When Ameridose, the company linked to the recent meningitis outbreaks and production of contaminated steroid injections closed its doors for the remainder of the year, many people worried about drug shortages. Since then, the FDA has been working to offset the drug shortages produced by the closing of Ameridose.
The FDA sees its role in dealing with drug shortages as a high priority, understanding that these medications are needed by people to stay healthy and treat illnesses. The administration reports the number of medications in short supply was 251 in 2011. In 2012, the FDA worked with drug manufacturers to deal with shortages of 145 drugs.
In regards to the closing of Ameridose and its lack of drug production, the FDA is taking the following steps:
- The administration is working with manufacturers of drugs previously supplied by Ameridose, requesting them to increase production if they are able.
- The FDA is offering assistance to any drug manufacturers that are having production problems to ensure production is of safe and high quality.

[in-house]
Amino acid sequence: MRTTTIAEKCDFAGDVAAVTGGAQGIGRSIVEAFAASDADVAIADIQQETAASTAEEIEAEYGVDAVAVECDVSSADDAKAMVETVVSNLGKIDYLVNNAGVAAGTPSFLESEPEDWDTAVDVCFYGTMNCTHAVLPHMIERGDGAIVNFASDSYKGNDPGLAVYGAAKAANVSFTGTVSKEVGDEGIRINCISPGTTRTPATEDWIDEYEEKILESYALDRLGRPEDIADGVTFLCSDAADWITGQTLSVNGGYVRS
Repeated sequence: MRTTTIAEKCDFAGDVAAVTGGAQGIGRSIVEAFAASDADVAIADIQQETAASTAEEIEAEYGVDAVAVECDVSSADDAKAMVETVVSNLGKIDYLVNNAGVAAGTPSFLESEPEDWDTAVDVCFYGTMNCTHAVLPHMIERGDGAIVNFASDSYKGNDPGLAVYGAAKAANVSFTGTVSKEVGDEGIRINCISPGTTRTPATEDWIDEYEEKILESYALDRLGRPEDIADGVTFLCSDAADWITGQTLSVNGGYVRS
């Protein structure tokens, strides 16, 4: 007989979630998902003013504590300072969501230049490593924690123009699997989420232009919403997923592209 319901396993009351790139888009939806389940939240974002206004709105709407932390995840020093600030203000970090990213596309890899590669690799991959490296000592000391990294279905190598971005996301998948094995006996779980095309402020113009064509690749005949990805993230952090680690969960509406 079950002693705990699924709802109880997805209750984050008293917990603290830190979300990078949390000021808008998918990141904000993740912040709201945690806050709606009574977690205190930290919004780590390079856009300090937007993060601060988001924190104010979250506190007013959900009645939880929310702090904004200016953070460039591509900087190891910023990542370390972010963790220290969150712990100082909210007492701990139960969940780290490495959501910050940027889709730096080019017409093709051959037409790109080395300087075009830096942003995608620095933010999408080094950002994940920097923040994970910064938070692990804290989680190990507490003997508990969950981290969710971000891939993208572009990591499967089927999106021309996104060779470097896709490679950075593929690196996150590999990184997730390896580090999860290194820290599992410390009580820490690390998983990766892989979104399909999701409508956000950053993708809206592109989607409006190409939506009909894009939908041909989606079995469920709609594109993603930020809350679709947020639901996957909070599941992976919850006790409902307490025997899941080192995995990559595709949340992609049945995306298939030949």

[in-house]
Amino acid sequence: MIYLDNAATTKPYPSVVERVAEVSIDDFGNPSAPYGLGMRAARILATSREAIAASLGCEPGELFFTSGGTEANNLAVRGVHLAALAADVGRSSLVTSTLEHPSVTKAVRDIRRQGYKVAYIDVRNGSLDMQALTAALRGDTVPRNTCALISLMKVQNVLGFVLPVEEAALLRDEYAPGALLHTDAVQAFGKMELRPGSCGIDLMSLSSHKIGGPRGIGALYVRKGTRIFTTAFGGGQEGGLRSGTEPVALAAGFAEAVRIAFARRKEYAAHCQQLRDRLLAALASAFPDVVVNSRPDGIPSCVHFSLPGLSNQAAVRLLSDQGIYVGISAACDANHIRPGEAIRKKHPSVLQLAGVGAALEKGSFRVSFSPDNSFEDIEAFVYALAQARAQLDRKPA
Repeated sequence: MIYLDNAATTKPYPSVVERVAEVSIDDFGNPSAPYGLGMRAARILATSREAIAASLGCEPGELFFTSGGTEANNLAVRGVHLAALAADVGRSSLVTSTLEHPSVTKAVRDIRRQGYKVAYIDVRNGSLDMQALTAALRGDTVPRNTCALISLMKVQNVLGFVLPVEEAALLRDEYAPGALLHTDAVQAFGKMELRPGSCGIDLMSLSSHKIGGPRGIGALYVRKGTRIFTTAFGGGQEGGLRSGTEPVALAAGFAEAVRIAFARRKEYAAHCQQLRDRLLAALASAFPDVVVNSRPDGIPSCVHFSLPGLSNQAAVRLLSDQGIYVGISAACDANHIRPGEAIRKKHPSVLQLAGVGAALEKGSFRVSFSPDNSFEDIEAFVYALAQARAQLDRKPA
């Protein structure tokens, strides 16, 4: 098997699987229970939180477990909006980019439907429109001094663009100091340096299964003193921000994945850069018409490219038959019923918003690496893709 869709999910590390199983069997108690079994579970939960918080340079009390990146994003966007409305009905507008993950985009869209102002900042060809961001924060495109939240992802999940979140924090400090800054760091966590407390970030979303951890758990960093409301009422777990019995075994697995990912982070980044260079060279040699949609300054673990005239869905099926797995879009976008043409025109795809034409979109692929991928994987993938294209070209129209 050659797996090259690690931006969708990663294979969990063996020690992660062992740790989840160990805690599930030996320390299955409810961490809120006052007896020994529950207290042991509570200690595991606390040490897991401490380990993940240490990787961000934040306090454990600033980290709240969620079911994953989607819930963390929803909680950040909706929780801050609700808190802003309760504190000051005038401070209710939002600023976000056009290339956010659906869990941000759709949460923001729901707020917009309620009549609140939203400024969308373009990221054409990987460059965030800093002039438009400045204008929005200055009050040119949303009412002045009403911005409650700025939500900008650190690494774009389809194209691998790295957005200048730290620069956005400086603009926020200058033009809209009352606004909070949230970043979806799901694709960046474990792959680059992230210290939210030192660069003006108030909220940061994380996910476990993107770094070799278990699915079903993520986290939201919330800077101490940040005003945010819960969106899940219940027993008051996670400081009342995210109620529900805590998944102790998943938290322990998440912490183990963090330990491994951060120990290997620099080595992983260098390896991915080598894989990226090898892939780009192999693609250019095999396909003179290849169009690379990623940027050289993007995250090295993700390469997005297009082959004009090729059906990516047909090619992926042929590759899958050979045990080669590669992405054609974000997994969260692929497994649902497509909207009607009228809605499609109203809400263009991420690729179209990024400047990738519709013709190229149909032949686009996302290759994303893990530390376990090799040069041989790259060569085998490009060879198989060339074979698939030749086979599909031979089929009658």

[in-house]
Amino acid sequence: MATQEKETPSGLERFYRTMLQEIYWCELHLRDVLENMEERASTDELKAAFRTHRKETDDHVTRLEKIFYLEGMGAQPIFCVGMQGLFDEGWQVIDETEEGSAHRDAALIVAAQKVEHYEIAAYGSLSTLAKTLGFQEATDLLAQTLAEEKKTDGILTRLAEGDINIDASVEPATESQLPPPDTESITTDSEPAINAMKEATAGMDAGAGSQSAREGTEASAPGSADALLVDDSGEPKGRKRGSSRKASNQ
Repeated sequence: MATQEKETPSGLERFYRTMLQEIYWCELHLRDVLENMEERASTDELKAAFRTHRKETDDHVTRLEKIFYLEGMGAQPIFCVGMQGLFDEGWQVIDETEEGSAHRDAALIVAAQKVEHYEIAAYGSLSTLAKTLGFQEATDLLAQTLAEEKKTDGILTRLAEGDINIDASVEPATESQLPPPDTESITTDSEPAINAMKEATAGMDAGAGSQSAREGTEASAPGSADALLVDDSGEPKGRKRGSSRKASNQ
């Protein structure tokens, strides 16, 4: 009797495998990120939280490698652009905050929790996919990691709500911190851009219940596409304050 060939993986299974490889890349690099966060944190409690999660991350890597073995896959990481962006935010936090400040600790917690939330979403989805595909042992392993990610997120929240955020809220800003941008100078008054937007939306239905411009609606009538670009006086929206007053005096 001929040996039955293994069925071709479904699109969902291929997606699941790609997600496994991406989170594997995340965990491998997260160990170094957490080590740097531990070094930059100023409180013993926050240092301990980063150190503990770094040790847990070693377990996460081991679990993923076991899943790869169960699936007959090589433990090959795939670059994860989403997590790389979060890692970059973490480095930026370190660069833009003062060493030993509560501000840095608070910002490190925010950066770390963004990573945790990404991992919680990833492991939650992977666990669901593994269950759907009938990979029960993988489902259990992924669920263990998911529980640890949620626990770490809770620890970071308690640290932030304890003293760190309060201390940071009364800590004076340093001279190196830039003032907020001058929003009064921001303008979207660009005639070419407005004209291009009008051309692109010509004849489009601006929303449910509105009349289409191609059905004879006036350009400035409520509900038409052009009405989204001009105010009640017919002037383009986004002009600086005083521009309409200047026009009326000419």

- The FDA will continue to expedite the reviews of any pending applications that may assist with addressing drug shortages.
- The FDA is identifying additional manufacturers willing to produce drugs in short supply.
- If needed, the FDA will explore overseas companies that are willing and able to import medications to aid in the shortage.
In an FDA Voice post by Margaret A. Hamburg, M.D. and Commissioner of the FDA, Hamburg writes, “[w]e at FDA are committed to doing everything we can, using all available tools, to prevent or mitigate drug shortages and help keep critically needed products on the market.”